Fishing and prawning are sports loved fervently by a select group of people, and I’ve never understood the passion behind it. I tried prawning once and failed terribly, with an outstanding catch of one prawn in three hours. Since then, I’ve decided that prawning isn’t meant for me, but maybe I’ll have better luck with fishing.
With that in mind, I decided to take on My Fishing Frenzy Academy‘s Beginner’s Angler’s Course. They hold this course on sunny Lazarus Island, with up to 10 in each class. I naively thought that after taking the course, I could be a pro in just a day.
The course takes place every weekend from 9am – 5pm. This whole-day class may seem like an overkill for an amateur who hasn’t developed an interest in fishing, but it’s also inclusive of a theory lesson on how to fish.
We set sail from Marina South Pier on a 15-minute journey to the island, and found a spot among the shelters provided. The equipment provided for the theory lesson included a handbook and an entire fishing kit.
Most people would think that the lessons aren’t that important, especially if they already know the basics. But you would be mistaken.
Even the setting up of the fishing rod wasn’t simple; you have to understand the types of reels, types of fishing lines, and how to make a rig (the knots required to attach the hooks and weight).
The lesson also included the types of baits, the depth you should fish at and of course, safety in fishing. Most importantly, I was surprised at the concept of sustainability in fishing. If you don’t plan on eating the fish, it’s vital that you unhook the fish and return it back to the river or sea.
However, if the fishes swallowed the hooks (which inadvertently leads to death), we were told to feed them to the stray cats that roam the islet. It keeps them busy and prevents them from stealing your bait!
Once the theory lesson concluded, Lun, our instructor, taught us how our fresh prawns should be cut up to be used as bait. Don’t be afraid of getting your hands dirty here, it’s part and parcel of the experience in fishing.
Apparently, fishes can tell that your prawns are dead, so you’ve got to remove the shells for the prawn’s scent to be better released. Talk about being pampered!
Setting up the rig with my fresh prawn bait, the fishing began.
I flicked the rod, allowing the end to swing a good 10m and reeled in the excess line. At this moment, I was able to feel my weight bounce on the bottom of the seabed just by lifting my rod by a few centimetres.
Within a mere minute, I felt several tiny nudges and tugs on my reel. With my acute reflexes (heh) and nimble fingers, I jerked the rod up and began reeling. Just as the hook began to surface, it appeared that my bait worked really well in luring, but failed terribly in ensnaring the perpetrator.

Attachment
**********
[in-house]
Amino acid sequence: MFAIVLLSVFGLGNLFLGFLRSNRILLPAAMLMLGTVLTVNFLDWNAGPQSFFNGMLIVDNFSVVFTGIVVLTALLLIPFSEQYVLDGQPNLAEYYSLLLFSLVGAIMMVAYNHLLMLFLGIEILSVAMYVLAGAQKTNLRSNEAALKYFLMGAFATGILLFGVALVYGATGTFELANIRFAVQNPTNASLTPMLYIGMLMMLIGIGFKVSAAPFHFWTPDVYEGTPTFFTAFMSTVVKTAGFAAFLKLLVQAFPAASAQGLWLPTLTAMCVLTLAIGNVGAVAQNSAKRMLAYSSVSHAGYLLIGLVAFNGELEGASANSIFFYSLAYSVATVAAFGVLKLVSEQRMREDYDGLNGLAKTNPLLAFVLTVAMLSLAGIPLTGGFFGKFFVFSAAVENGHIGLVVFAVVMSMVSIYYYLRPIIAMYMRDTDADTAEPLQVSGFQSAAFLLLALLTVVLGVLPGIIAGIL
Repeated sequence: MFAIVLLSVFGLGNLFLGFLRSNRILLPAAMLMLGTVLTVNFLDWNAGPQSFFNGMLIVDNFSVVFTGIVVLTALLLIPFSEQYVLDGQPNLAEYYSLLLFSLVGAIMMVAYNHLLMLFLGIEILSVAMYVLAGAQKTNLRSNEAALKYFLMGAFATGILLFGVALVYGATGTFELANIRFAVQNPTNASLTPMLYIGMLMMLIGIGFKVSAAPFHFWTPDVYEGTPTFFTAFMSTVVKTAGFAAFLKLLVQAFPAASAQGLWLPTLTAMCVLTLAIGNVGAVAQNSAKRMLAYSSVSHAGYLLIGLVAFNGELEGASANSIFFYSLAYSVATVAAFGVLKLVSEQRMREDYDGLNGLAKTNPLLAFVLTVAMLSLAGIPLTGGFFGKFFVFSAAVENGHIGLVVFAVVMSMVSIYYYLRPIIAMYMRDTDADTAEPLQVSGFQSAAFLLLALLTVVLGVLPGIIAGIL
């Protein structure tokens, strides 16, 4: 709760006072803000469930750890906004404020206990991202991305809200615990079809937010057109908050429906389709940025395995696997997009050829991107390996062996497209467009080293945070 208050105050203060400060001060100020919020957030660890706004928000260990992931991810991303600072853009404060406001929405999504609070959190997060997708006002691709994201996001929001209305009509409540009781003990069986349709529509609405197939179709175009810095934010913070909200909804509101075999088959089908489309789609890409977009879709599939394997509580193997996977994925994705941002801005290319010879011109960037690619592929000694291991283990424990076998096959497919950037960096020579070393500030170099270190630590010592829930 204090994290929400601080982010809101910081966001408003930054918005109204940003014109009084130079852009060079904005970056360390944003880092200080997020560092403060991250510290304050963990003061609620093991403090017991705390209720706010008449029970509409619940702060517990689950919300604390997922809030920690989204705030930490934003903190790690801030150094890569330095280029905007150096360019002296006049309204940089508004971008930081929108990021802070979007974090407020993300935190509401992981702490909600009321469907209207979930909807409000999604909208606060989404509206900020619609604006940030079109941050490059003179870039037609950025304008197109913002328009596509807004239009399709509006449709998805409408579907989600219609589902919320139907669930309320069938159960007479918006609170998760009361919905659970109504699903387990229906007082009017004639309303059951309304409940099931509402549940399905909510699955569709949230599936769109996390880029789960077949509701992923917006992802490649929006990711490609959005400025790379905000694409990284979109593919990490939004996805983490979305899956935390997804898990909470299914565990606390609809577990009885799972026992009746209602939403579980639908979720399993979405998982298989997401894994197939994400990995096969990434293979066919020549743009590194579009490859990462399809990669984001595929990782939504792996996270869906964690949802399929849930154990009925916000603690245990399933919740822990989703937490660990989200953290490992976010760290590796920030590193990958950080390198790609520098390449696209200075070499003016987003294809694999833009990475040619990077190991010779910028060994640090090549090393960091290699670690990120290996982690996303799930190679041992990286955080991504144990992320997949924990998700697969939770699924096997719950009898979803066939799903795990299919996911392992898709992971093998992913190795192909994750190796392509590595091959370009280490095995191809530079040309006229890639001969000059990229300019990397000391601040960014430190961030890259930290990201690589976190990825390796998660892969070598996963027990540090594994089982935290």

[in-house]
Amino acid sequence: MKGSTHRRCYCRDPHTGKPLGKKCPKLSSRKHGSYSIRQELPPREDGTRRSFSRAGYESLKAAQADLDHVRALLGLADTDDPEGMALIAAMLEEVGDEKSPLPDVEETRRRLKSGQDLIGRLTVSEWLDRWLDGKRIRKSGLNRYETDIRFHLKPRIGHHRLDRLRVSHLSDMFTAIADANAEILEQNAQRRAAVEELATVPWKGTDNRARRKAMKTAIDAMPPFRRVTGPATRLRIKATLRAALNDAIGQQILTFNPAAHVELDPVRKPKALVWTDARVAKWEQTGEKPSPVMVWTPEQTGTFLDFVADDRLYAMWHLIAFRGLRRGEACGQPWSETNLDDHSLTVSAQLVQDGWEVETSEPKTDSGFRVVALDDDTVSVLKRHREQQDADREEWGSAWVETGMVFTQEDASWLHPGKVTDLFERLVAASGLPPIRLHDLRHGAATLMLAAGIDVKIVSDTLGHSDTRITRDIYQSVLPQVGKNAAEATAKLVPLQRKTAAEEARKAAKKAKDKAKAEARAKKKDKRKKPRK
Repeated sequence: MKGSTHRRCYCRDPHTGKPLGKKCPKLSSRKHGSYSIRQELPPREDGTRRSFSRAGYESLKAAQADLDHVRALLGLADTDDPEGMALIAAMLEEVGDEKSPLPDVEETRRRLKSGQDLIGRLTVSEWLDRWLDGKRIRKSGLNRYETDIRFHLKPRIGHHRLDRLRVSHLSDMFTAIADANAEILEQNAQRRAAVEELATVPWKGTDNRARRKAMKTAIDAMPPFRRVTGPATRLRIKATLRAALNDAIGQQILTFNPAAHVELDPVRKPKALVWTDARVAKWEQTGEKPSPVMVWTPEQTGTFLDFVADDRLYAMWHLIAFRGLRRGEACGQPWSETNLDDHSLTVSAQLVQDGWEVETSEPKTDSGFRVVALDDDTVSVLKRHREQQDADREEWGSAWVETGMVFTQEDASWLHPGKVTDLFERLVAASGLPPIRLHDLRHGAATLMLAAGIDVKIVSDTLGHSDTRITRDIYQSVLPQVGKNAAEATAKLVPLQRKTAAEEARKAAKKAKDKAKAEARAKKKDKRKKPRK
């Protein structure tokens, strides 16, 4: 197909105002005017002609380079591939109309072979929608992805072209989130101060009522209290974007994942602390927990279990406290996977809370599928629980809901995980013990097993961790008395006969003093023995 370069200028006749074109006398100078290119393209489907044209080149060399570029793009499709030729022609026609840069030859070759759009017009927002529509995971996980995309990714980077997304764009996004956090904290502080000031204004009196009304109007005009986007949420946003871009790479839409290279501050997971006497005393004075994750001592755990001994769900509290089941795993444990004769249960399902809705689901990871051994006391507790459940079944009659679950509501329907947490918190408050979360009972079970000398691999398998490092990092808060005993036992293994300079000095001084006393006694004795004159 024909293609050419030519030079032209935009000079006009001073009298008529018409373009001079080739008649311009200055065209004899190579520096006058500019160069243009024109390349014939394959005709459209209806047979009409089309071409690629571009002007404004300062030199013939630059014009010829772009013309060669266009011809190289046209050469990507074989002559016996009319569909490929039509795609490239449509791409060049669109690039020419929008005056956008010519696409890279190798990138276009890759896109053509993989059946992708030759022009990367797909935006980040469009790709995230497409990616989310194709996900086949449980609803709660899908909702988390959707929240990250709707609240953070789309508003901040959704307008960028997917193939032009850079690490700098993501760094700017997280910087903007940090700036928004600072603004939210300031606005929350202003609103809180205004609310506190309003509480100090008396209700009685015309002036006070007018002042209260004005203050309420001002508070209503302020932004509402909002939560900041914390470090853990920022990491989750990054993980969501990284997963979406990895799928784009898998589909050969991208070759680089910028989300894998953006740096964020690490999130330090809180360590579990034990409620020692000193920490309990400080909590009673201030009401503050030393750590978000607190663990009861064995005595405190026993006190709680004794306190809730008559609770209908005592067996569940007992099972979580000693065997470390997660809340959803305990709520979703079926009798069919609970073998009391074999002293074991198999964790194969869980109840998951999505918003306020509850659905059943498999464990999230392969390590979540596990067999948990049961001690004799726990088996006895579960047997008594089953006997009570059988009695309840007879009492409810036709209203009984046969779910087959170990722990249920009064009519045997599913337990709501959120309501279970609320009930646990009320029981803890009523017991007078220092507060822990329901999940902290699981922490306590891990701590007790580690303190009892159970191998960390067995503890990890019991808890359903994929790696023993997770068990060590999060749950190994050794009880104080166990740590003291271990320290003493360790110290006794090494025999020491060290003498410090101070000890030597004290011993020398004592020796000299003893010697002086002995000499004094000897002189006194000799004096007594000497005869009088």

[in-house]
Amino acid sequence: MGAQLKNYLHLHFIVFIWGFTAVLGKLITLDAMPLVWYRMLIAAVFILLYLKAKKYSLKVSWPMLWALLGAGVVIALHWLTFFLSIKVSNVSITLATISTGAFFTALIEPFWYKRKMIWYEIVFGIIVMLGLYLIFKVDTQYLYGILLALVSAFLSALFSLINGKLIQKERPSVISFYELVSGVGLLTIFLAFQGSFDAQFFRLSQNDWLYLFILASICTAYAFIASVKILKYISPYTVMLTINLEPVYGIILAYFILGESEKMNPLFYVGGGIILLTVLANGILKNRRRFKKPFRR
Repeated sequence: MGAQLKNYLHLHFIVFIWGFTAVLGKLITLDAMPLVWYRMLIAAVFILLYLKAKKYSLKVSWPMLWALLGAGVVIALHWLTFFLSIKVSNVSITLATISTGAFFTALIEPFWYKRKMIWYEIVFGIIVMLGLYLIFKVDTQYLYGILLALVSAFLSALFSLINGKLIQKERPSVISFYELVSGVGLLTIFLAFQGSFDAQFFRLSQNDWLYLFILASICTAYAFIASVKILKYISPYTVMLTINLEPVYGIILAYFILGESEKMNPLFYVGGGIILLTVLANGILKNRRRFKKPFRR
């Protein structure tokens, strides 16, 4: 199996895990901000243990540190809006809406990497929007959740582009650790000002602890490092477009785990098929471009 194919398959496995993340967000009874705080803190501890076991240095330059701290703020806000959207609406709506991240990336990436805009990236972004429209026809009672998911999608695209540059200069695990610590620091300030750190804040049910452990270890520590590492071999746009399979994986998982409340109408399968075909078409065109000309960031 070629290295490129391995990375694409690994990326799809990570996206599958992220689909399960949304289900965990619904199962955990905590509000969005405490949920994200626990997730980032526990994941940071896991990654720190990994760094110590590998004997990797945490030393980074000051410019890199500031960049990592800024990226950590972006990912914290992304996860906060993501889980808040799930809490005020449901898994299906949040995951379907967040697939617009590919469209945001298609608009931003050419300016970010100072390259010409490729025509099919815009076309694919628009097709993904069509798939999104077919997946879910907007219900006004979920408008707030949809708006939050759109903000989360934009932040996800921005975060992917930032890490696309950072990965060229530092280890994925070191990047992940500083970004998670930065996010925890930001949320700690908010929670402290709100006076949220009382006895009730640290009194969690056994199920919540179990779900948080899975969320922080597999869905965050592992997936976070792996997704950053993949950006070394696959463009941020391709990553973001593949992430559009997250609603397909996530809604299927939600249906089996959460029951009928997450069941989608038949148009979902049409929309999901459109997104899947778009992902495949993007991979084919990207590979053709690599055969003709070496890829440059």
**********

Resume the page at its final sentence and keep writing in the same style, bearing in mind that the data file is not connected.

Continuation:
The quote “Winners never quit, and quitters never win.” by Vince Lombardi reverberated in my mind. I went on for a second, third and fourth try but still failed miserably.
On the fifth try, I felt as if a really big fish had been hooked! Was it a sailfish? Was it a marlin?
No, my weight just got trapped in between the pebbles on the seabed.
“I caught it! I caught it!” One of my fellow coursemates, Daryl* (who’s only 10 years old, urgh), started reeling in his first fish. And that’s when I knew that I wasn’t destined for the fishing life.
As the first hour passed, yellowtail, groupers, snappers were all caught. Even the stray cats were enjoying themselves with their own all-you-can-eat sashimi buffet. But there I was, with neither fish nor bragging rights.
Lun decided to tie a better rig for me to replace the one I made. And almost as quick as how he tied the new rig, I started reeling in my very first catch! Sweat dripping and heart pumping, I prayed fervently for this not to be another pebble or ocean trash.
And at last, my very first baby grouper. Barely the size of my palm, this fish was one of the calmest fish I’ve seen getting caught. I felt terrible about sending it straight into the paws of the cats beside me, so I unhooked it and released it back into the waters.
I now understand why people would invest money, time and even go on holidays for fishing. The thrill of successfully converting all that patience and hard work into a reward, materialising into something you can be proud of is exactly like the purpose of most sporting competitions.
Likewise, fishing follows a similar concept! The rarity of the type of fishes you catch also gives you the kind of kick you’d get in gambling too.
Just as I was revelling in my dignified glory, Daryl caught his eighth fish of the day. He was inadvertently the best fisherman from the course! I guess we aren’t all born equal, and fishing is a sport that isn’t defined by age.
If you think catching prawns is too elementary for you, level yourself up and transit to fishing by taking on this course!
Prices: S$90 per pax, exclusive of food
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